Day 62: bromley edition 


Woke up around 545 and felt like a pile of rocks, but I managed to fall back asleep until about 7. As I lay there debating whether to stay somewhere else to take a zero day to sleep, tornado crept in to finish packing his bag. He’s on the early bird shuttle back to the trail. I opted for the 9am so I could finish the blog editing I didn’t get to last night, and so I could be a lazy blob a little longer. I gave my calves and feet their morning massage to help return some semblance of range of motion before I stood up. Then I went downstairs in my sweet loaner clothes outfit (cat pajama pants and a striped men’s tshirt that’s about 4 sizes too big) and put together my yogurt granola banana breakfast. I passed on the folgers coffee brewing in the drip machine. Pretty tough choice though (said me, never). Lewis and Clark sat drinking their steaming cups of brown water and talked to me while I ate. They’re a funny bunch, and I’m sad we’re going to be a day off of each other for the foreseeable future. They’ve been married for 43 years and you can tell how well they manage conflict and the small abrasions of everyday life. When Clark found out that I’m a therapist he said “oh noooo, does that mean you’ve figured out what’s wrong with me already?” On his way to bed last night he popped his head into the computer area and said he had enjoyed getting to know me, which felt genuine and warm. He’s constantly whining about being out here, but I’m pretty sure he secretly loves it. His wife Lewis is the one who pushed for the goal and he’s out here because she didn’t want to do it alone. 
I had to rip myself away from the table to pack up my gear and get one more post out. I weighed my food bag on the bathroom scale and it came in at exactly 10 pounds. This is why my pack is so damn heavy. The whole thing, with 5 days of food, the gifted poptarts, and a little over a liter of water weighed 29 pounds. That’s about 7 more than I wanted when I first started planning. After getting my gear straight, I laid on the floor in the living room lounge and iced my feet while I setup yesterday’s post. I wish I had known there were ice packs sooner because I would have done it all afternoon.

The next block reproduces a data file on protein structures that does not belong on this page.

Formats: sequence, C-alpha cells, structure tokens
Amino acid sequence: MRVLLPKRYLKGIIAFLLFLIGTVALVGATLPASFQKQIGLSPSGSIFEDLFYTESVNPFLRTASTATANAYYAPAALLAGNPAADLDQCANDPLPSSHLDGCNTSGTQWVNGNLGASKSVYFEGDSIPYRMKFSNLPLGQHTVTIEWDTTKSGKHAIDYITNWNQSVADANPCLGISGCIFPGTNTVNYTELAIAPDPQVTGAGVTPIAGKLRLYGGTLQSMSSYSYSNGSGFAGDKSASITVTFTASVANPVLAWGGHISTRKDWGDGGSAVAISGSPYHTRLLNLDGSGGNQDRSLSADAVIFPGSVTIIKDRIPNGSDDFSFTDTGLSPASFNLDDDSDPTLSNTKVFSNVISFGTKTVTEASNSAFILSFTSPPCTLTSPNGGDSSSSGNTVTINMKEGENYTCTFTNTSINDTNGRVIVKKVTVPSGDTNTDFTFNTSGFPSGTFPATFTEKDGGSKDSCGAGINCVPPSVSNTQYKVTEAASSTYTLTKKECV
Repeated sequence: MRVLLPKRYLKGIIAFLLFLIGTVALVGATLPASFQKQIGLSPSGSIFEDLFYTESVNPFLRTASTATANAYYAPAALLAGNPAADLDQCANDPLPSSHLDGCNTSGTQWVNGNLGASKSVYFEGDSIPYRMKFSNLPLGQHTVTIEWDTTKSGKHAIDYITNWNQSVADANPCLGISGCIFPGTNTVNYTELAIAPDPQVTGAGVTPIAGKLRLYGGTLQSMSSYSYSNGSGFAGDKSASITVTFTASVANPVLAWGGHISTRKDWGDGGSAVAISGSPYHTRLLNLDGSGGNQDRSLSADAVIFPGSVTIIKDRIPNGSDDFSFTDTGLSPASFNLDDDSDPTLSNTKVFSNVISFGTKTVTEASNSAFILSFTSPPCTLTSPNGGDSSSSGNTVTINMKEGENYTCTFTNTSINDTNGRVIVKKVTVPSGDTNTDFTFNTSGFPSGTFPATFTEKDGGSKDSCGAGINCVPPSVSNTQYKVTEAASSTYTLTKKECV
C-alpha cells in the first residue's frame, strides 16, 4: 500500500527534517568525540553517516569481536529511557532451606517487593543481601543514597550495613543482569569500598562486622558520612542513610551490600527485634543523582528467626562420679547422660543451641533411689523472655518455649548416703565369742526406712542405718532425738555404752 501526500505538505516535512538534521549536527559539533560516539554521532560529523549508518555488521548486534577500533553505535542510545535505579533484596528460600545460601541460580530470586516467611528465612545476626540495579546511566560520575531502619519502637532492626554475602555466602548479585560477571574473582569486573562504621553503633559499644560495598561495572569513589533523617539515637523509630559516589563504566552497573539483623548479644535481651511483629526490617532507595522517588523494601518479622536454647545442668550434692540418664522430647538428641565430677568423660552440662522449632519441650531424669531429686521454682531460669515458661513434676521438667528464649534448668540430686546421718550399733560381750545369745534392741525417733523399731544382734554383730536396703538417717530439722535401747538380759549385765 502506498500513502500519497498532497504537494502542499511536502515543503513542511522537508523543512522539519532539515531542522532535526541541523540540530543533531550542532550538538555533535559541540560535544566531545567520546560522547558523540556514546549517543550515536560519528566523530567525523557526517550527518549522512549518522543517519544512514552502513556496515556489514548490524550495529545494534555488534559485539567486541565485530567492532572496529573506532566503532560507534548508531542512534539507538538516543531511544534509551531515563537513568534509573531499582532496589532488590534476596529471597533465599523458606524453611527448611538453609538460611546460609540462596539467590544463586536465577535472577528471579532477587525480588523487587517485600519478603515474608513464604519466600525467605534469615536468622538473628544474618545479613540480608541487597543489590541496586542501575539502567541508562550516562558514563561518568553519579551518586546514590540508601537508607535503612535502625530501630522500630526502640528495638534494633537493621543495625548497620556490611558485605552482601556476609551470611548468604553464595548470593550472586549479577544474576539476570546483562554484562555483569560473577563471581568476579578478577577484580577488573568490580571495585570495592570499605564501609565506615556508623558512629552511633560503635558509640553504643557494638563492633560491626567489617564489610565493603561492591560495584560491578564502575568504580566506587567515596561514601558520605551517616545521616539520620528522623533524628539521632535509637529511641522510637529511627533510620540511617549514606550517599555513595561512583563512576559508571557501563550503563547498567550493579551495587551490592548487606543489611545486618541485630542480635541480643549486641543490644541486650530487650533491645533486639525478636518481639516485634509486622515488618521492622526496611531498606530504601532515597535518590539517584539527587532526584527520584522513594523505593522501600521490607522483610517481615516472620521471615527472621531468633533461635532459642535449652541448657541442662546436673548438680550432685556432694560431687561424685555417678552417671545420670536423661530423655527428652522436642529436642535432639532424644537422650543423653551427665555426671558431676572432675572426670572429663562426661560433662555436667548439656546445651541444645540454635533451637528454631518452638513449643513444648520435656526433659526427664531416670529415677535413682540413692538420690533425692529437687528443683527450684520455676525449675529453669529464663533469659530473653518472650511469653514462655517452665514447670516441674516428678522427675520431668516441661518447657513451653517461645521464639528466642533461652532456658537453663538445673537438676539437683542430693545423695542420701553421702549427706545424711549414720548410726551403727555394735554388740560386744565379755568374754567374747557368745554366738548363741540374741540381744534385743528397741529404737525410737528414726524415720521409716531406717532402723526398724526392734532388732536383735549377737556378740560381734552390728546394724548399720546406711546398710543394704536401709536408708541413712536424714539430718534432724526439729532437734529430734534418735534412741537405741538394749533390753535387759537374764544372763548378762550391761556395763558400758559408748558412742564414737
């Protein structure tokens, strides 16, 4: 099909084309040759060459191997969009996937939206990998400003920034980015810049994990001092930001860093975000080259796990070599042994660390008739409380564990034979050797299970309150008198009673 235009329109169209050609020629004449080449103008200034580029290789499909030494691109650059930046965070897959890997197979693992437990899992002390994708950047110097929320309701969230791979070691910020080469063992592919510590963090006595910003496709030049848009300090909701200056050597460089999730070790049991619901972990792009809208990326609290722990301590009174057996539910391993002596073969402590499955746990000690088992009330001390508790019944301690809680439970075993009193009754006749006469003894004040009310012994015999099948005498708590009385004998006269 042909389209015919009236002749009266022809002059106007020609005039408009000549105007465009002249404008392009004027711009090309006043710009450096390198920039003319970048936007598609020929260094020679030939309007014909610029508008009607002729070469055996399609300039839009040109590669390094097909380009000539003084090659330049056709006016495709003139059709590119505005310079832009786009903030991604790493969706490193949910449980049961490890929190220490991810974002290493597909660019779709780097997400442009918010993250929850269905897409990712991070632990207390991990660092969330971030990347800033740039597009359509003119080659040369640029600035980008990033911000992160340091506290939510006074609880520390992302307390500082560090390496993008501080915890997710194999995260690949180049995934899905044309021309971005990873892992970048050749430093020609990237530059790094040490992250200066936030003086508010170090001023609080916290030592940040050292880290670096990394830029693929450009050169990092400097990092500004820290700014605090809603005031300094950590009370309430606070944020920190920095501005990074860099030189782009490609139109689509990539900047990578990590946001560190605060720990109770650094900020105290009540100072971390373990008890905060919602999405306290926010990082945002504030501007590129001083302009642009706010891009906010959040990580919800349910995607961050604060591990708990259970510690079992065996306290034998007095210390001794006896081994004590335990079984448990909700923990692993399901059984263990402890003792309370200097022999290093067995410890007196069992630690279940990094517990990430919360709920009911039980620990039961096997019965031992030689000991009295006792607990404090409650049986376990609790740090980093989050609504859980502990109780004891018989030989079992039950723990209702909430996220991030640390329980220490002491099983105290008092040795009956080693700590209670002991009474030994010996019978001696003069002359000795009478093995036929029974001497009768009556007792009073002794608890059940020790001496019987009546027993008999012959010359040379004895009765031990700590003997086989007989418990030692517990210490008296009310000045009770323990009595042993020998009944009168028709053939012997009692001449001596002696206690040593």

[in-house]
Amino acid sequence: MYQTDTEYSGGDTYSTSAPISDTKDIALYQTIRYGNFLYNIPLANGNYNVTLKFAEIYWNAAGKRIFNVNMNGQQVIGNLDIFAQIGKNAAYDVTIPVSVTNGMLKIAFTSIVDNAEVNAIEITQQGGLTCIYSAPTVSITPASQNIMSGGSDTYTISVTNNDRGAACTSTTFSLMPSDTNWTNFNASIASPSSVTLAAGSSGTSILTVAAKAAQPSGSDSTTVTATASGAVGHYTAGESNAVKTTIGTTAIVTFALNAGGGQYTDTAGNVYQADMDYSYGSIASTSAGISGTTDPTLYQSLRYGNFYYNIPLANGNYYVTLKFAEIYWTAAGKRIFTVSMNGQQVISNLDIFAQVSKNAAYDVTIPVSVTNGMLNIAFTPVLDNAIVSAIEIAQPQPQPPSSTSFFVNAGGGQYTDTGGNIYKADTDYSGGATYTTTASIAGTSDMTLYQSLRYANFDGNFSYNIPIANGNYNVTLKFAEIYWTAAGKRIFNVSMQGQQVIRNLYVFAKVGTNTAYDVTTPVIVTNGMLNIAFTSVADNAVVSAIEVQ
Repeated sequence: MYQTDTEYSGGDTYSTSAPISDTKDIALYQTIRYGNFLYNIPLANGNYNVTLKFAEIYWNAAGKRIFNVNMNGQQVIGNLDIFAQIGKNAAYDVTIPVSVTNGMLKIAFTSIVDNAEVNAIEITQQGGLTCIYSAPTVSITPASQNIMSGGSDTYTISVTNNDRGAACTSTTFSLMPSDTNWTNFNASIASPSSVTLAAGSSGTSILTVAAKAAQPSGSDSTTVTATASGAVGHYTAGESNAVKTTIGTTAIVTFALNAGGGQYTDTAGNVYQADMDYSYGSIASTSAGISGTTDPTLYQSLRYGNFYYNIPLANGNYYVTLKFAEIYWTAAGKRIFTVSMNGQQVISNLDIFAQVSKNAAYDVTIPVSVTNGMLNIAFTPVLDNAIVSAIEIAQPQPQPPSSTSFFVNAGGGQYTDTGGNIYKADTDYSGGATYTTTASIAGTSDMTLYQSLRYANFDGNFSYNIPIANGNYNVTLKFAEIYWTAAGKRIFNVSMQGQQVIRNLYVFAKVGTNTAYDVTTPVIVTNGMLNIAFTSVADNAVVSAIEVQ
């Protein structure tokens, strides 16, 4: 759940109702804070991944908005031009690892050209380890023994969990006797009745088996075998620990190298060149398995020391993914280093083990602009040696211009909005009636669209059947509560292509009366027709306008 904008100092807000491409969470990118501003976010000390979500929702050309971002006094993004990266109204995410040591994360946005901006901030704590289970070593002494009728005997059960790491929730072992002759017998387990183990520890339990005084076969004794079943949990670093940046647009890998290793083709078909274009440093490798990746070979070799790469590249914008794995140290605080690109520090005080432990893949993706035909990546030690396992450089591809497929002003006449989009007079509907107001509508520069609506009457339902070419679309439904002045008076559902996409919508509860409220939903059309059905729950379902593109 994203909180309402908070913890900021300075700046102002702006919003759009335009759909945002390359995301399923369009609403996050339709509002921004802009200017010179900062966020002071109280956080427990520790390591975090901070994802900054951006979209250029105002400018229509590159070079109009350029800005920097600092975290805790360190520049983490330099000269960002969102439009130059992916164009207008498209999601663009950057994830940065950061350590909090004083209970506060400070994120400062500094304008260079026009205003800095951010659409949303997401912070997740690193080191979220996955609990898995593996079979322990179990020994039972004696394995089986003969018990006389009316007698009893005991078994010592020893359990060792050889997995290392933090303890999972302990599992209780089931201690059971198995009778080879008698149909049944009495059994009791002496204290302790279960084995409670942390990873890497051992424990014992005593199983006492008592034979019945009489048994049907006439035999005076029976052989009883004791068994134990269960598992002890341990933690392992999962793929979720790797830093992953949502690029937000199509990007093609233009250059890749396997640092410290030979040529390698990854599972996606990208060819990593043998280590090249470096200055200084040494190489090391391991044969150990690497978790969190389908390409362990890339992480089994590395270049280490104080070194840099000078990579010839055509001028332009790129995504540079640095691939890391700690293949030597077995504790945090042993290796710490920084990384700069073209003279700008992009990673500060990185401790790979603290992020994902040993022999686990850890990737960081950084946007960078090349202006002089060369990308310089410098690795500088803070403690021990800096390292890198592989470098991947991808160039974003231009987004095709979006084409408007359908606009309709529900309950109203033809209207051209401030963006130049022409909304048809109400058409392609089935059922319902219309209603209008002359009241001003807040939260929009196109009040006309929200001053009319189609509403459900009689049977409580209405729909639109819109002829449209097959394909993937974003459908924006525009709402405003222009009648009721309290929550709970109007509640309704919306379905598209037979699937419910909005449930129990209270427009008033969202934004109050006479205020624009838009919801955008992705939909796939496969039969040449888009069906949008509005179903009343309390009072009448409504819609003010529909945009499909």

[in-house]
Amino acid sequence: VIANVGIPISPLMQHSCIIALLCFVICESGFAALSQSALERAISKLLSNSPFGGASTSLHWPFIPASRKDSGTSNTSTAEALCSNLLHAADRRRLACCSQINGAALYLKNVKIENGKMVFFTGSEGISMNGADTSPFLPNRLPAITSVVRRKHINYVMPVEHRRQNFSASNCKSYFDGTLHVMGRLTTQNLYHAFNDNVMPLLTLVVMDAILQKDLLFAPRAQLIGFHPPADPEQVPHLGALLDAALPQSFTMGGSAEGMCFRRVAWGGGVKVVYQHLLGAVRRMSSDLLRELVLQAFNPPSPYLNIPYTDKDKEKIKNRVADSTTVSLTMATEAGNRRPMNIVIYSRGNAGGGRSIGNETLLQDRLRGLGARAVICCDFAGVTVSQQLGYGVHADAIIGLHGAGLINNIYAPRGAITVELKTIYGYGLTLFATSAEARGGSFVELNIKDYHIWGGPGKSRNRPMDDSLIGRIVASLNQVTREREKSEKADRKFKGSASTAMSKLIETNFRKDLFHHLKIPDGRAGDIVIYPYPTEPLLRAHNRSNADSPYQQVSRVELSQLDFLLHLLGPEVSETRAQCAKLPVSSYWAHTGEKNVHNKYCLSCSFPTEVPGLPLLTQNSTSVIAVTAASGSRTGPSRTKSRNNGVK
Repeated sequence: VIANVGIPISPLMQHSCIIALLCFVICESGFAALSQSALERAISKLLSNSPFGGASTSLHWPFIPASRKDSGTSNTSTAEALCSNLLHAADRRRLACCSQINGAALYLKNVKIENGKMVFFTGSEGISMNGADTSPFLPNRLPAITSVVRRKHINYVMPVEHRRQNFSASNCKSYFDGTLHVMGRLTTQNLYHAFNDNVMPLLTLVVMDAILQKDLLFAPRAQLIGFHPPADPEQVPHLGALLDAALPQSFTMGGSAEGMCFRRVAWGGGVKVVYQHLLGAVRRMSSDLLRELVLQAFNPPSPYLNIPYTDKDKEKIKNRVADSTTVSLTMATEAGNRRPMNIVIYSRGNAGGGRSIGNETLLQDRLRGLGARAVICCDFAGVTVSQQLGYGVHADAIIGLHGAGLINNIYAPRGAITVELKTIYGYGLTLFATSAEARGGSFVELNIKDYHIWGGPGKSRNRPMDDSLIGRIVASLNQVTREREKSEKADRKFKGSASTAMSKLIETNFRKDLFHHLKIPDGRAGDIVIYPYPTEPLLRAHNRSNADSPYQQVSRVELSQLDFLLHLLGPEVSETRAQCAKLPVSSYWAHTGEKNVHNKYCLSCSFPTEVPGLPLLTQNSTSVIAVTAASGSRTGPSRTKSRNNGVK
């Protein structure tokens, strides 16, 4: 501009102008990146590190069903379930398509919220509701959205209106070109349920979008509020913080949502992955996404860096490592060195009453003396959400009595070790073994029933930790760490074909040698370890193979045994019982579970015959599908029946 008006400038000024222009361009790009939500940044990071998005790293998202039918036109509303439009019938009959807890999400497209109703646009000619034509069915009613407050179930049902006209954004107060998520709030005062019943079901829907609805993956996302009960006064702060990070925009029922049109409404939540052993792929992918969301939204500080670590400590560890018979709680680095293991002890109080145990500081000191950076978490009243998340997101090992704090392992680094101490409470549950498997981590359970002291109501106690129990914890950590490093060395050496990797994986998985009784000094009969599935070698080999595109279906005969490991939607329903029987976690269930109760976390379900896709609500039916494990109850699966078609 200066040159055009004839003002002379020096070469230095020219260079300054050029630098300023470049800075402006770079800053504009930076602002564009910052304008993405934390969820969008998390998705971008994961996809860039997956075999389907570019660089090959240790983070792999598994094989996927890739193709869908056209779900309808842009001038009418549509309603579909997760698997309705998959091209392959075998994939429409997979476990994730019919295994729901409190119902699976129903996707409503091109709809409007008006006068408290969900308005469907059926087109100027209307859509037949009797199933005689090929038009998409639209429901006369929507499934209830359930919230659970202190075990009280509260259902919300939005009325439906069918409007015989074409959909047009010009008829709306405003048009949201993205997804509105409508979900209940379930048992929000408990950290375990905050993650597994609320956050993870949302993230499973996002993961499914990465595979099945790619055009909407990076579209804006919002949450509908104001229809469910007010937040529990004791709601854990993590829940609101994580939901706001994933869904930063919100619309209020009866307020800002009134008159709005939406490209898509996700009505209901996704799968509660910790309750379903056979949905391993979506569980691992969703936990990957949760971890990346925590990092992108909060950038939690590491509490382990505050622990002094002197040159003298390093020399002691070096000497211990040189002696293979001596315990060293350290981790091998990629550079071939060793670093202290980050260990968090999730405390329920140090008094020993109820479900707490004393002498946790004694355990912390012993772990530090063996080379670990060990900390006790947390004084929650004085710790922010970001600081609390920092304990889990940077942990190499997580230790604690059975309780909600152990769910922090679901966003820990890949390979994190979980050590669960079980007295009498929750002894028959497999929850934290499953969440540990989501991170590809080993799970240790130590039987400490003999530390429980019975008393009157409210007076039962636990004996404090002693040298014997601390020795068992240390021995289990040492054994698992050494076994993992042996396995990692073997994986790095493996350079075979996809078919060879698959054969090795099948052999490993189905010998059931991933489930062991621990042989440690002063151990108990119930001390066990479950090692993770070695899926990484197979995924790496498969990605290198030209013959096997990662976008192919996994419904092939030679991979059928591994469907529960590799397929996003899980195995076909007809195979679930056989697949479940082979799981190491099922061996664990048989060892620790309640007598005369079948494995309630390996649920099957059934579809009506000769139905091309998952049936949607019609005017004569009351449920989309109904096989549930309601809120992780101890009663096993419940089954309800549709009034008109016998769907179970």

Shutterbug and I left around 9 with Jeff, the owner of the hostel who sounds like Casey Casem and knew just how much space to take up in the house. It might be the first time I didn’t feel suffocated by a hostel owner. We were on trail by about 915 and were met with an immediate climb up bromley mountain. I texted with a few people, which slowed me down even more than my heavy pack. I asked my mom and stepdad to mail me the footbed from my old shoes so I could put them on top of my current ones for extra cushion. I think it’s going to help as long as my pinky toes don’t get too squished. The grade of the climb felt steeper than stratton, which made my right Achilles’ tendon protest. I took a short break to eat poptarts while sweat dripped in my eyes at this viewpoint.